Johnson & Johnson’s asbestos woes continue

By Sophie Bullimore | Published: 22-Feb-2019

The US Justice Department will be investigating claims that the healthcare giant sold asbestos contaminated talc

After a litany of court cases from cancer sufferers in recent years, with inconsistent outcomes, Johnson & Johnson is being investigated by the US Justice Department and the Securities and Exchanges Commission. The organisations are looking into whether the company’s talc product was or is contaminated with asbestos, causing mesothelioma cancers.

The American company revealed the news in a regulatory filing on 20 February, stating that two US agencies have requested documents relating to the allegations.

The official statement by the company in this new filing declared: "The company is cooperating with these government inquiries and will be producing documents in response."

Another governmental investigation, by the FDA, found no asbestos in any J&J talc products during a study that took place between 2009-2010.

The controversy

The long-standing mystery has surrounded the company for decades. Reuters reported that the earliest mentions of tainted J&J talc they could find came from 1957 and 1958 reports by a consulting lab. In many separate cases over the years local juries have ruled for and against the healthcare giant.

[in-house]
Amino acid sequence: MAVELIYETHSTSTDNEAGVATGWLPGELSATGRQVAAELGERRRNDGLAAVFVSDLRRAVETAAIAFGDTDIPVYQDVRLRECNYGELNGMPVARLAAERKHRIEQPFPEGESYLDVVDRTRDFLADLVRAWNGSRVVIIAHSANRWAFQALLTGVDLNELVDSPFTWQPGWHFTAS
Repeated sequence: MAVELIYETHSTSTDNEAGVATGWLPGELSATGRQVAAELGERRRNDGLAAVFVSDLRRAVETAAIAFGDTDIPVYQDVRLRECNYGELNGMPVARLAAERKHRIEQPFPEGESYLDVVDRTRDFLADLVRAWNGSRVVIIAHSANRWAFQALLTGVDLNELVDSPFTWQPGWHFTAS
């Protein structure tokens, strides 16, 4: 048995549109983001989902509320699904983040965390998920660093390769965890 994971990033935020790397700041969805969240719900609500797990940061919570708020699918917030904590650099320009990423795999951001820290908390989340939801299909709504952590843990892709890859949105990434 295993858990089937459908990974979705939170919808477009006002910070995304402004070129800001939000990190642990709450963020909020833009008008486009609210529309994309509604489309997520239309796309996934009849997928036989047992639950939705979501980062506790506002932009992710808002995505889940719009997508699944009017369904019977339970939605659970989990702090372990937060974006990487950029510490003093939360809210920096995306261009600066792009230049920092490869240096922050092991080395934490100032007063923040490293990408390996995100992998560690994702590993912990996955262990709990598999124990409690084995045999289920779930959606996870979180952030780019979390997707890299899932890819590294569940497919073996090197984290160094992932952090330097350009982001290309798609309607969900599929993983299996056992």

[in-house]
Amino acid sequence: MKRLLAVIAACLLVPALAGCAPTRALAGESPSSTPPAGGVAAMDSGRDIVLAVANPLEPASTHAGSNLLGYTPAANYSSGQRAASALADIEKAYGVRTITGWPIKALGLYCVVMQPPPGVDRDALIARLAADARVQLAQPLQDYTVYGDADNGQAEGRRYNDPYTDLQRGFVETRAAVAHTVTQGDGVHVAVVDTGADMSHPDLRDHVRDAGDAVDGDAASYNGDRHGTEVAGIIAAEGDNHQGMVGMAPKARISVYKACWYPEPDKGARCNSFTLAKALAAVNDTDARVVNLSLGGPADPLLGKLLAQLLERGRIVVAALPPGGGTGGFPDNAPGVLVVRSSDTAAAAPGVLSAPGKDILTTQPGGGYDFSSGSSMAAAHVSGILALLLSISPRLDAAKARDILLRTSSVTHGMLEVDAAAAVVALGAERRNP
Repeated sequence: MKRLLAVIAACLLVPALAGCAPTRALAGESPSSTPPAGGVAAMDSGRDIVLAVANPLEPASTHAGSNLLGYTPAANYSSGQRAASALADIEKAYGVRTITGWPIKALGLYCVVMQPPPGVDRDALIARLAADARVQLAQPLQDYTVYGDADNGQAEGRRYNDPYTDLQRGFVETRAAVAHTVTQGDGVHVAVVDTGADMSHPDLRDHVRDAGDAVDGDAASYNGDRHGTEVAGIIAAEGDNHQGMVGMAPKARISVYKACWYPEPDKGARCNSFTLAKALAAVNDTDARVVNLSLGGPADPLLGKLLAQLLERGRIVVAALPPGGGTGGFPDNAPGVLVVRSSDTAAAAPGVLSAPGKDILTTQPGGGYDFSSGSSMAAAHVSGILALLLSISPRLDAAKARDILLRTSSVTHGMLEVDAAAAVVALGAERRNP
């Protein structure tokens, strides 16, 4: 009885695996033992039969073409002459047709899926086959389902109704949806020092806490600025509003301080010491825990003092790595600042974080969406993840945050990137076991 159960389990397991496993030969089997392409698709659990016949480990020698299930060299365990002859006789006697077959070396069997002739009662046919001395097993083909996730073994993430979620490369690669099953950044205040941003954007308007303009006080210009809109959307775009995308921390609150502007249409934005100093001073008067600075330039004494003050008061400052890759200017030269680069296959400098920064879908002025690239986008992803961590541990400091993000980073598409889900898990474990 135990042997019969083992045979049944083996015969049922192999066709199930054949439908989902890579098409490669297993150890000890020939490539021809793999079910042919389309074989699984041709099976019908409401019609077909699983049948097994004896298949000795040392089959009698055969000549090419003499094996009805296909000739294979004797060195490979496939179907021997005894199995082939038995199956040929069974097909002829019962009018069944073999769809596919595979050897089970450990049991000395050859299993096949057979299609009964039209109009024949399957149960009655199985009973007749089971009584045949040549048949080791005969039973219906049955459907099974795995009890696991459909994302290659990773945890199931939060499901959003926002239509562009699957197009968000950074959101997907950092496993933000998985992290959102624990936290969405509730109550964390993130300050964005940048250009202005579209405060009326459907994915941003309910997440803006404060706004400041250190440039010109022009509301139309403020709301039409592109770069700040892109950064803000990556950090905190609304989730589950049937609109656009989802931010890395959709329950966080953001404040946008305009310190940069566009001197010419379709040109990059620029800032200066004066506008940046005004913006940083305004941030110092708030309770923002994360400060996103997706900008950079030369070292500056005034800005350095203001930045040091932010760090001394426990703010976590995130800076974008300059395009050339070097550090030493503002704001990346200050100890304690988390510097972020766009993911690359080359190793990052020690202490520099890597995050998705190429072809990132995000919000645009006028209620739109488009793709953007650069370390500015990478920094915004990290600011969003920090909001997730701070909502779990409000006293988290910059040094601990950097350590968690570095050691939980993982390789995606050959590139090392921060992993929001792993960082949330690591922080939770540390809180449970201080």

Last year a jury awarded 22 women US$4.7 billion in damages after they claimed that asbestos in J&J’s talcum powder had caused them to develop cancer.

At the same time, at least three juries have rejected claims that the powder was tainted with asbestos or caused plaintiffs’ mesothelioma. Others have failed to reach verdicts, resulting in mistrials.

J&J has said it will appeal the recent verdicts made against it. It has maintained in public statements that its talc is safe, claiming it has been shown as such for years by the best tests available. It has blamed its losses on juror confusion, “junk” science, unfair court rules and overzealous lawyers looking for a fresh pool of asbestos plaintiffs.

With so much confusion over the legitimacy of the claims, and the recent resurgence in occurrences, it seems the government has decided now is time to intervene.

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